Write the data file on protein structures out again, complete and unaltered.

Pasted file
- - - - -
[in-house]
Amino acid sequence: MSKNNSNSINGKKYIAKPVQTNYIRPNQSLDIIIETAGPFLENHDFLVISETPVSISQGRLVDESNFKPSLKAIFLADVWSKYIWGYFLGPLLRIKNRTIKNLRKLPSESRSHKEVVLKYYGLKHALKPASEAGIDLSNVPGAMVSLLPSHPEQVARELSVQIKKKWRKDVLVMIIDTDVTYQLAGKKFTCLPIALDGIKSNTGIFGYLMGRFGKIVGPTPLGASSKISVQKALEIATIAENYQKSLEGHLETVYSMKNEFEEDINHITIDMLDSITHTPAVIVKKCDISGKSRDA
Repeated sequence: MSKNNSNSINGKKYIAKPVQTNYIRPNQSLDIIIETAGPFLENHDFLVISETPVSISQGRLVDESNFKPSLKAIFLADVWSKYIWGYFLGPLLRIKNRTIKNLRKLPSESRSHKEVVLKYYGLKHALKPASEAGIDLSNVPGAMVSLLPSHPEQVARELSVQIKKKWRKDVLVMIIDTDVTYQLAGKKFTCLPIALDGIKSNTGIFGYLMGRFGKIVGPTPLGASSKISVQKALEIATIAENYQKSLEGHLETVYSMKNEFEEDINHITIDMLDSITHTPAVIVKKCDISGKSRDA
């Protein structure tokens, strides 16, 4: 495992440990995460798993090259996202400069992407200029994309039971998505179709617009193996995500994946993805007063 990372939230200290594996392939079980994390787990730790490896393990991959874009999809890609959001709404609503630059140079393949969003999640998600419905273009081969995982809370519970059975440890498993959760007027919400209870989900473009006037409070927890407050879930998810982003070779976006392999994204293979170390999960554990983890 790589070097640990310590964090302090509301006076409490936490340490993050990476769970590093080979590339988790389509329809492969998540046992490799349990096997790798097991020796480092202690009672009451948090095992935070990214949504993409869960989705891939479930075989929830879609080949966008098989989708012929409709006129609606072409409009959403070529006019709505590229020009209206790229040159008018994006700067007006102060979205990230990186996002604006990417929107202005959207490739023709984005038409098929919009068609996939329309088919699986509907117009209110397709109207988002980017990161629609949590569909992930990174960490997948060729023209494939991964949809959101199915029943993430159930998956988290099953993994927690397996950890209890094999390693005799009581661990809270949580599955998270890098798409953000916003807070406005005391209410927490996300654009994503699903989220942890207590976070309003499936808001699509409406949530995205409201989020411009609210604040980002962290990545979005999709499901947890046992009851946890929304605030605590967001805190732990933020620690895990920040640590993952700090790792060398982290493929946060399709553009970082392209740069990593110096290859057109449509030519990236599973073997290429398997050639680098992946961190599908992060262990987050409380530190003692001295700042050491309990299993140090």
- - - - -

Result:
[in-house]
Amino acid sequence: MSKNNSNSINGKKYIAKPVQTNYIRPNQSLDIIIETAGPFLENHDFLVISETPVSISQGRLVDESNFKPSLKAIFLADVWSKYIWGYFLGPLLRIKNRTIKNLRKLPSESRSHKEVVLKYYGLKHALKPASEAGIDLSNVPGAMVSLLPSHPEQVARELSVQIKKKWRKDVLVMIIDTDVTYQLAGKKFTCLPIALDGIKSNTGIFGYLMGRFGKIVGPTPLGASSKISVQKALEIATIAENYQKSLEGHLETVYSMKNEFEEDINHITIDMLDSITHTPAVIVKKCDISGKSRDA
Repeated sequence: MSKNNSNSINGKKYIAKPVQTNYIRPNQSLDIIIETAGPFLENHDFLVISETPVSISQGRLVDESNFKPSLKAIFLADVWSKYIWGYFLGPLLRIKNRTIKNLRKLPSESRSHKEVVLKYYGLKHALKPASEAGIDLSNVPGAMVSLLPSHPEQVARELSVQIKKKWRKDVLVMIIDTDVTYQLAGKKFTCLPIALDGIKSNTGIFGYLMGRFGKIVGPTPLGASSKISVQKALEIATIAENYQKSLEGHLETVYSMKNEFEEDINHITIDMLDSITHTPAVIVKKCDISGKSRDA
């Protein structure tokens, strides 16, 4: 495992440990995460798993090259996202400069992407200029994309039971998505179709617009193996995500994946993805007063 990372939230200290594996392939079980994390787990730790490896393990991959874009999809890609959001709404609503630059140079393949969003999640998600419905273009081969995982809370519970059975440890498993959760007027919400209870989900473009006037409070927890407050879930998810982003070779976006392999994204293979170390999960554990983890 790589070097640990310590964090302090509301006076409490936490340490993050990476769970590093080979590339988790389509329809492969998540046992490799349990096997790798097991020796480092202690009672009451948090095992935070990214949504993409869960989705891939479930075989929830879609080949966008098989989708012929409709006129609606072409409009959403070529006019709505590229020009209206790229040159008018994006700067007006102060979205990230990186996002604006990417929107202005959207490739023709984005038409098929919009068609996939329309088919699986509907117009209110397709109207988002980017990161629609949590569909992930990174960490997948060729023209494939991964949809959101199915029943993430159930998956988290099953993994927690397996950890209890094999390693005799009581661990809270949580599955998270890098798409953000916003807070406005005391209410927490996300654009994503699903989220942890207590976070309003499936808001699509409406949530995205409201989020411009609210604040980002962290990545979005999709499901947890046992009851946890929304605030605590967001805190732990933020620690895990920040640590993952700090790792060398982290493929946060399709553009970082392209740069990593110096290859057109449509030519990236599973073997290429398997050639680098992946961190599908992060262990987050409380530190003692001295700042050491309990299993140090």